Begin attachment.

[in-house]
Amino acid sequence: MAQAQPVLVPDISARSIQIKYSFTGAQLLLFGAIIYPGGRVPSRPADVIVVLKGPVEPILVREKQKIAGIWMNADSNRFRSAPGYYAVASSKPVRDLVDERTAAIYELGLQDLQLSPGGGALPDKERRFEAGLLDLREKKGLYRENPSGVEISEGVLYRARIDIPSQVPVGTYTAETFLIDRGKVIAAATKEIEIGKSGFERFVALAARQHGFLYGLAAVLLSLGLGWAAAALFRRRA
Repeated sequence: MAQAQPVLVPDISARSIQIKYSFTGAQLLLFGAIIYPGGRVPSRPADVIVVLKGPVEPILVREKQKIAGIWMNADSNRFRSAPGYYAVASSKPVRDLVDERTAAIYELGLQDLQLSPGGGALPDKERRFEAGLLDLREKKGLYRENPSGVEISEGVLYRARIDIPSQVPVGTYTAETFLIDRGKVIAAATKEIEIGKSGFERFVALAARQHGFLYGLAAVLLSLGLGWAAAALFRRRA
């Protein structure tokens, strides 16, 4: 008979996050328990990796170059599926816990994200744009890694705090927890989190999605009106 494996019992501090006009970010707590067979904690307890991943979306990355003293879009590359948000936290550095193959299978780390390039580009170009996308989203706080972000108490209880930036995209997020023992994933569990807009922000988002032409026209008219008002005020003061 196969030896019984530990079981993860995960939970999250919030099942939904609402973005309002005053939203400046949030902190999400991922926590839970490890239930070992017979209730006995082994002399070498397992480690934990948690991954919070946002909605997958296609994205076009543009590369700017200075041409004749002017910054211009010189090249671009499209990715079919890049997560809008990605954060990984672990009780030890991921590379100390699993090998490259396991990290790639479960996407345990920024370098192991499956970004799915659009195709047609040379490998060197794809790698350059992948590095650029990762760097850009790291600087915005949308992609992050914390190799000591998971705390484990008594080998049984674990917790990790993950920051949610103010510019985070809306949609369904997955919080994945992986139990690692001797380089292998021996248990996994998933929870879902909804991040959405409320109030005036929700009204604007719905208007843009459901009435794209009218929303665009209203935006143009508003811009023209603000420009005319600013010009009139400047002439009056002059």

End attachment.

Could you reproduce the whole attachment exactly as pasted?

[in-house]
Amino acid sequence: MAQAQPVLVPDISARSIQIKYSFTGAQLLLFGAIIYPGGRVPSRPADVIVVLKGPVEPILVREKQKIAGIWMNADSNRFRSAPGYYAVASSKPVRDLVDERTAAIYELGLQDLQLSPGGGALPDKERRFEAGLLDLREKKGLYRENPSGVEISEGVLYRARIDIPSQVPVGTYTAETFLIDRGKVIAAATKEIEIGKSGFERFVALAARQHGFLYGLAAVLLSLGLGWAAAALFRRRA
Repeated sequence: MAQAQPVLVPDISARSIQIKYSFTGAQLLLFGAIIYPGGRVPSRPADVIVVLKGPVEPILVREKQKIAGIWMNADSNRFRSAPGYYAVASSKPVRDLVDERTAAIYELGLQDLQLSPGGGALPDKERRFEAGLLDLREKKGLYRENPSGVEISEGVLYRARIDIPSQVPVGTYTAETFLIDRGKVIAAATKEIEIGKSGFERFVALAARQHGFLYGLAAVLLSLGLGWAAAALFRRRA
């Protein structure tokens, strides 16, 4: 008979996050328990990796170059599926816990994200744009890694705090927890989190999605009106 494996019992501090006009970010707590067979904690307890991943979306990355003293879009590359948000936290550095193959299978780390390039580009170009996308989203706080972000108490209880930036995209997020023992994933569990807009922000988002032409026209008219008002005020003061 196969030896019984530990079981993860995960939970999250919030099942939904609402973005309002005053939203400046949030902190999400991922926590839970490890239930070992017979209730006995082994002399070498397992480690934990948690991954919070946002909605997958296609994205076009543009590369700017200075041409004749002017910054211009010189090249671009499209990715079919890049997560809008990605954060990984672990009780030890991921590379100390699993090998490259396991990290790639479960996407345990920024370098192991499956970004799915659009195709047609040379490998060197794809790698350059992948590095650029990762760097850009790291600087915005949308992609992050914390190799000591998971705390484990008594080998049984674990917790990790993950920051949610103010510019985070809306949609369904997955919080994945992986139990690692001797380089292998021996248990996994998933929870879902909804991040959405409320109030005036929700009204604007719905208007843009459901009435794209009218929303665009209203935006143009508003811009023209603000420009005319600013010009009139400047002439009056002059």